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CARST
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A380 “state-sponsored” in the end? Credits might get never paid back...

Mon Mar 04, 2019 7:42 pm

Interesting news today here in Germany, the A380 might end up as a massive state-sponsored project in the end. It was not being intended that way, but due to the production ending early, the “home countries” where Airbus is located, might end up paying for the failed program...


Sorry the source is only available in German, but I will explain:

Apparently Airbus got massive credits for its A380 program from the countries where Airbus is located in Europe (mainly France, Germany, England and Spain). The payback of the credit was tied to A380 deliveries. For each delivery a fixed sum had to be paid back. Apparently Airbus expected over 1000 A380s to get produced, so the creditors would need this 1000 deliveries to get the full sum back, plus get some RoI. Now that Airbus will stop the A380 production next year, up to two thirds of the credits will probably get never paid back.

And then one wonders why I look down with disdain on this tax funded and tax sponsored company, which only started A380 production to get a bigger plane in its portfolio than competitor Boeing. (Quite many Airbus engineers from the early and mid 90s have said exactly that.) This will be up to 3 billion lost in tax money for the four countries mentioned above. It would be funny, if it wouldn’t be so sad...

Source: https://www.tagesschau.de/wirtschaft/bo ... t-103.html
 
bigjku
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Re: A380 “state-sponsored” in the end? Credits might get never paid back...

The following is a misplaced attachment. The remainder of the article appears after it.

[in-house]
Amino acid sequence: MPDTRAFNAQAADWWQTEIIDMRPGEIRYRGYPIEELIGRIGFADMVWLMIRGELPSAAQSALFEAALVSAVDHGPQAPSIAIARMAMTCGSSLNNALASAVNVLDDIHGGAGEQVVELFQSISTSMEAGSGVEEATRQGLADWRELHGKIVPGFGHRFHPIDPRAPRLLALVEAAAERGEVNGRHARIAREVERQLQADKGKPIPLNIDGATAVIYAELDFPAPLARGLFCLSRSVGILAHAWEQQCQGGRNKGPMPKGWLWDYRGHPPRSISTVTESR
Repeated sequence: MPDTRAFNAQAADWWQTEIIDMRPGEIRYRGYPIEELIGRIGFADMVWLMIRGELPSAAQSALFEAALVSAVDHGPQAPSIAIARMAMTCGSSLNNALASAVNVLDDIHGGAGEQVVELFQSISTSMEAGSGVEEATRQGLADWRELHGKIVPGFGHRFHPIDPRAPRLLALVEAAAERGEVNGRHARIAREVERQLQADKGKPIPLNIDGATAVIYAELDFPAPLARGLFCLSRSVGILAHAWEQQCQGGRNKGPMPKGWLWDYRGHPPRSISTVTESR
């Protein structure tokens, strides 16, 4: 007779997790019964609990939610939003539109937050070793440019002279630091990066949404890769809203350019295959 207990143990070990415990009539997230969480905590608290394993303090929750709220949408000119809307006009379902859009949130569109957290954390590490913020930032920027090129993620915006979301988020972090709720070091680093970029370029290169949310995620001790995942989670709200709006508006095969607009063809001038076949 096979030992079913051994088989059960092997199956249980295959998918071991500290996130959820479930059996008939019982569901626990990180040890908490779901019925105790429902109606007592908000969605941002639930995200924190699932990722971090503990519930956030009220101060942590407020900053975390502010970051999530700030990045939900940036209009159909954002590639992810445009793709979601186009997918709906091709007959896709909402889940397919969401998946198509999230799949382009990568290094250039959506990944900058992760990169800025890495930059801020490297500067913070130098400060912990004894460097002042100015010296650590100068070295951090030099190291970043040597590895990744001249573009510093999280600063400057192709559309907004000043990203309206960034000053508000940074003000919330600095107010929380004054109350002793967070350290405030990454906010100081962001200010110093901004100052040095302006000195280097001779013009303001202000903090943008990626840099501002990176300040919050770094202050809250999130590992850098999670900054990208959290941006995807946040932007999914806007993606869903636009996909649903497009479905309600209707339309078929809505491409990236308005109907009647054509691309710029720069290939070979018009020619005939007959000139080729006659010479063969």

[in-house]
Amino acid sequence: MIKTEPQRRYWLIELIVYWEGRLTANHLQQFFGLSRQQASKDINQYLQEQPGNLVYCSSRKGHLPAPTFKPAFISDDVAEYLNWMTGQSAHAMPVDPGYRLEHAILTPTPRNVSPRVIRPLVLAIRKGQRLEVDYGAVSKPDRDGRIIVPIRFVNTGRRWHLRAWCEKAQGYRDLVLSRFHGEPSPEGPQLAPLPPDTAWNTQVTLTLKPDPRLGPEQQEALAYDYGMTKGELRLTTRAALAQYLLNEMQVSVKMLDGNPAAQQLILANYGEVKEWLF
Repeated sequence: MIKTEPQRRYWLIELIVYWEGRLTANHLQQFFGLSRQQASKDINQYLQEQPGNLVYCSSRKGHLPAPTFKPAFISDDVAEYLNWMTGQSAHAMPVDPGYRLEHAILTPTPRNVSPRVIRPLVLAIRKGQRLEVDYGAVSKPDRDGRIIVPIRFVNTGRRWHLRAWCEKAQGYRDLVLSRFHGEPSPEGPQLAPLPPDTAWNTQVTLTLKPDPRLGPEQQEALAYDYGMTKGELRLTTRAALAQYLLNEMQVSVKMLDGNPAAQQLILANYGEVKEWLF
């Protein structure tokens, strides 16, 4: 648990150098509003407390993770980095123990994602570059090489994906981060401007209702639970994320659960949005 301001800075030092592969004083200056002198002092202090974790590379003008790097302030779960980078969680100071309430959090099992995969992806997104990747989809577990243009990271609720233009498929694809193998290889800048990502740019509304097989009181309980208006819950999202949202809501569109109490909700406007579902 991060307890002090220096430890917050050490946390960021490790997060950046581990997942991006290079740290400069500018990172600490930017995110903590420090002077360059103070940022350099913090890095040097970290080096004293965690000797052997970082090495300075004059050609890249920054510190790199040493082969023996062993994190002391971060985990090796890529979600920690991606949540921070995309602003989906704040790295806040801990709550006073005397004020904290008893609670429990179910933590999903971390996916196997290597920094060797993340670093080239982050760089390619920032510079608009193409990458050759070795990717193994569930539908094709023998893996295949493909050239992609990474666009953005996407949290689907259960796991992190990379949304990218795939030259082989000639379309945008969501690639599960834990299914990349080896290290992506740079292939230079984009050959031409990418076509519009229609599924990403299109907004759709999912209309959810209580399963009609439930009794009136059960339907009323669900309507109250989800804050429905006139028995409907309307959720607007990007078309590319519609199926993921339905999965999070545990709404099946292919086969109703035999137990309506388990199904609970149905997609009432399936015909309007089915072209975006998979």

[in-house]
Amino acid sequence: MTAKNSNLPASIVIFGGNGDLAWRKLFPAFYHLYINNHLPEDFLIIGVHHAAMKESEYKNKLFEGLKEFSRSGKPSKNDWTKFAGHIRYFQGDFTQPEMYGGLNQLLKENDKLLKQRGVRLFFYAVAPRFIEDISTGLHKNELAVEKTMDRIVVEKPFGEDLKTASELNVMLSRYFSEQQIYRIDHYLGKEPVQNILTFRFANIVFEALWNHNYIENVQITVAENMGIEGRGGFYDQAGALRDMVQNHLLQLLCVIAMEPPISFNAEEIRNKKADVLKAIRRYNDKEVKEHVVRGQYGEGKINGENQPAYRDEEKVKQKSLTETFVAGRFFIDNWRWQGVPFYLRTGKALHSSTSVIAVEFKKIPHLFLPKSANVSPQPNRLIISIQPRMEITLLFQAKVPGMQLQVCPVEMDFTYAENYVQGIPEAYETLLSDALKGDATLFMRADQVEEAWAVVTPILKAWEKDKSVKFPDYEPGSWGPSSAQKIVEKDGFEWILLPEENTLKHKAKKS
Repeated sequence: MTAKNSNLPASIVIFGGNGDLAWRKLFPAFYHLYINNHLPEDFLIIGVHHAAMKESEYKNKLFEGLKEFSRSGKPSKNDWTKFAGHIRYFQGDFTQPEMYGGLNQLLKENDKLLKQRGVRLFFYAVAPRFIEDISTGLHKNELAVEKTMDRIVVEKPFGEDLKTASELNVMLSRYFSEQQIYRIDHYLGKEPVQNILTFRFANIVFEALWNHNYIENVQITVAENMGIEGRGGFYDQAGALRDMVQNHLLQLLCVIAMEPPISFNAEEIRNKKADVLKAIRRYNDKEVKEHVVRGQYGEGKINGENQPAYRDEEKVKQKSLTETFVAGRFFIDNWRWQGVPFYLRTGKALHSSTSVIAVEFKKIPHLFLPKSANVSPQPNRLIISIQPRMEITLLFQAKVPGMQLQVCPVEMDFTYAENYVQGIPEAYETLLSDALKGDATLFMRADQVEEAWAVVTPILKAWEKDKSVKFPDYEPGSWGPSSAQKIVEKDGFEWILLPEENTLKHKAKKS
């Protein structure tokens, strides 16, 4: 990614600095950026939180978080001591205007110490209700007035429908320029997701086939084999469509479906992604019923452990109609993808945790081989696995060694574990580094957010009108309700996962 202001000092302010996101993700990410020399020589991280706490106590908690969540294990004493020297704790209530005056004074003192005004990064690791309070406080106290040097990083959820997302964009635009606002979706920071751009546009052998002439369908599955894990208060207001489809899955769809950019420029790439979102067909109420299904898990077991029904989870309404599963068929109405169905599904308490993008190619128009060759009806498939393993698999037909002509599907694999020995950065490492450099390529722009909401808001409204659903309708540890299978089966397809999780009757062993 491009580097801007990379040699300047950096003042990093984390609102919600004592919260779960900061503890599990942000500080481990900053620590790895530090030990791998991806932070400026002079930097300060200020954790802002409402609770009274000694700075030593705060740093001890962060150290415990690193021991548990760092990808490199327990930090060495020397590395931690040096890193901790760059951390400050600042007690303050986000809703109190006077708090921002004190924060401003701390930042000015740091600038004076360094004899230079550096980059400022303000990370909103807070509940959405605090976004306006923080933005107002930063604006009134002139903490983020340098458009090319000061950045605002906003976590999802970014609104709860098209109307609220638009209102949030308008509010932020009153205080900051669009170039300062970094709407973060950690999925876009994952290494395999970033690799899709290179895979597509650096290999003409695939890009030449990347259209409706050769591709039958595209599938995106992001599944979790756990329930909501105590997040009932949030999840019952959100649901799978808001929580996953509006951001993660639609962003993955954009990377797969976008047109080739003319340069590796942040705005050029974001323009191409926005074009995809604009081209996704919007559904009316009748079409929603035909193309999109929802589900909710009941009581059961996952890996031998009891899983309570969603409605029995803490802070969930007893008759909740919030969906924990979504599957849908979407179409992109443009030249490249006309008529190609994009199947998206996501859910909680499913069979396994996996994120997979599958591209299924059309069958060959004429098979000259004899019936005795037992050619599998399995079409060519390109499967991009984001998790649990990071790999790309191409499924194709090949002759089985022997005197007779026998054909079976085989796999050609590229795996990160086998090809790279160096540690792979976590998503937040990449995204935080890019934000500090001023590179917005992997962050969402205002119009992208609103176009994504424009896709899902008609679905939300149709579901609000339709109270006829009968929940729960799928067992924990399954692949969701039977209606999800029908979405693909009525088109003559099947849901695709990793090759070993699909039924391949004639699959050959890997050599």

Mon Mar 04, 2019 8:04 pm

I took a pass in the A380 production thread at calculating the rate of return and it’s something like 1.2% a year for 30 years and then only if you sell 1,000 planes. The idea that these are commercial term loans is nonsense.
 
MIflyer12
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Re: A380 “state-sponsored” in the end? Credits might get never paid back...

Mon Mar 04, 2019 8:09 pm

Well, this will wind up in some international trade dispute court for fifteen years...
 
bigjku
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Re: A380 “state-sponsored” in the end? Credits might get never paid back...

Mon Mar 04, 2019 8:10 pm

MIflyer12 wrote:
Well, this will wind up in some international trade dispute court for fifteen years...


Actually ironically Airbus now claims that since you can’t buy the A380 any subsides it got don’t matter anymore.
 
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CARST
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Re: A380 “state-sponsored” in the end? Credits might get never paid back...

Mon Mar 04, 2019 8:25 pm

bigjku wrote:
MIflyer12 wrote:
Well, this will wind up in some international trade dispute court for fifteen years...


Actually ironically Airbus now claims that since you can’t buy the A380 any subsides it got don’t matter anymore.


The sad thing is that the German government currently is not sure if Airbus is right or not. They are not looking into all legal details, but there is a high probability that Airbus will actually be able to keep all that money. I guess all these governments were fooled by Airbus great sales predictions in the late 90s...
 
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casinterest
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Re: A380 “state-sponsored” in the end? Credits might get never paid back...